We eventually learn that Songlian attended a university but her father's death forced her to drop out since her family no longer could afford the tuition. That's what led her mother to pressure her into marriage but it's also why she warned her daughter against the type of marriage she enters. That first day though seems pretty good to Songlian — the new wife gets to decide the dinner menu and receives a foot massage, which brings another group of servants (all female) to her residence to prepare her for that ritual. What Songlian doesn't realize is that every day isn't like this and the Master picks which of his wives receives the "honor" of having him sleep with her that night along with the other perks (foot massage, dinner menu, etc.) This pits the wives against one another on a daily basis, competing and scheming daily to be the chosen one. If this were played for laughs, they'd call it "Desperate Concubines." Raise the Red Lantern tells its story on so many levels simultaneously (if one happens to be veiled criticism of the Chinese government, so be it; the movie did come out just a little more than two years after Tiananmen Square), but at its core, the lanterns being lit shine upon the tragic history not only of women in China, but women everywhere — a battle being waged frighteningly on state and national levels in the U.S. today over issues thought settled long ago. (And Songlian tried to pursue a higher education — what a snob!) The wives learn to covet the foot massages that, while not as awful as the practice of foot binding, don't look particularly relaxing. One of the oldest servants, Aunt Cao (Cao Zhengyin), explains to Songlian that "a woman's feet are very important" so she can serve her master well. That's why the wives get the "privilege" of this ritual where servants as the servants stretch out the wife's legs, resting the feet on a stool and wrapping a piece of linen around them. Then Aunt Cao takes two hard looking implements that make sounds like rattles and beat them repeatedly against the souls of the wife's feet. In an issue of Senses of Cinema by David Neo on the film called "The 'Confusion Ethics' of Raise the Red Lantern," Neo writes extensively about the history of fetishism of women's feet by men in China, saying, "It was a Chinese myth that the smaller a woman’s feet, the smaller her vagina — therefore, the better for the man."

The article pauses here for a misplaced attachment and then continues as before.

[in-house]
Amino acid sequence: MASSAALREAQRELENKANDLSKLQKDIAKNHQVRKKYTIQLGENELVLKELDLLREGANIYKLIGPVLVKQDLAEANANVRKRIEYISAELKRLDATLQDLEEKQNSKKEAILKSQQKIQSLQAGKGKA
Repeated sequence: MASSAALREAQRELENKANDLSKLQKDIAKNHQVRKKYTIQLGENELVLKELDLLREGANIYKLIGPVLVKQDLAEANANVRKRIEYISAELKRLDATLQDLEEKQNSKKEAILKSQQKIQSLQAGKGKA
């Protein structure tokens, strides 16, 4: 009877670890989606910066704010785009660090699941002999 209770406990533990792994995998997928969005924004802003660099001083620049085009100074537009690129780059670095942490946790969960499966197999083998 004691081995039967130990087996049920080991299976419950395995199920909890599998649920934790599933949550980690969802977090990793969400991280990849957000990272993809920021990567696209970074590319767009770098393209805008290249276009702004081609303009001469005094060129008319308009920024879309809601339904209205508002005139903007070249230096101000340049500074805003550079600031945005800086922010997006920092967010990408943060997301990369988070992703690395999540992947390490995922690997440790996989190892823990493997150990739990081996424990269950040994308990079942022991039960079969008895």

Songlian gets an idea of the games wives play that first night, what should be her "honeymoon." The young woman expresses nerves as it is, hiding her nakedness beneath the covers and asking her husband if they can turn out the lights, but he likes the lanterns lit, so he can see her. It doesn't matter much because before they can consummate their union, a servant knocks on the door to interrupt. He apologizes but tells the Master the Third Mistress (He Caifei) has fallen ill and is asking for him. At first, the Master orders him to call for a doctor and to tell her he'll see her in the morning, but the servant says she's insistent. The annoyed Master says he's sorry to Songlian, but if he doesn't go, she'll keep this up all night. so he leaves Songlian alone. (This isn't fun for the servants either who have to extinguish the lanterns and Songlian's home and light them at the home of Meishan, the Third Mistress. Someone, presumably Zhang, made a very interesting decision concerning Master Chen in the film: The moviegoer never gets a clear view of his face. The first time I saw Raise the Red Lantern, I thought perhaps Zhang was withholding the moment the audience sees what he looks like for a dramatic purpose much as Spielberg didn't let you see the shark right away in Jaws. That doesn't turn out to be the case though. While Master Chen certainly can be viewed as a villain, it's more like evil spreads out from him and his family's "rules" while in most cases you don't see him committing the acts himself. The Master really serves as a pawn in this game where the women are the victims as well as the villains. Then as the saying goes, you can’t judge a book by its cover.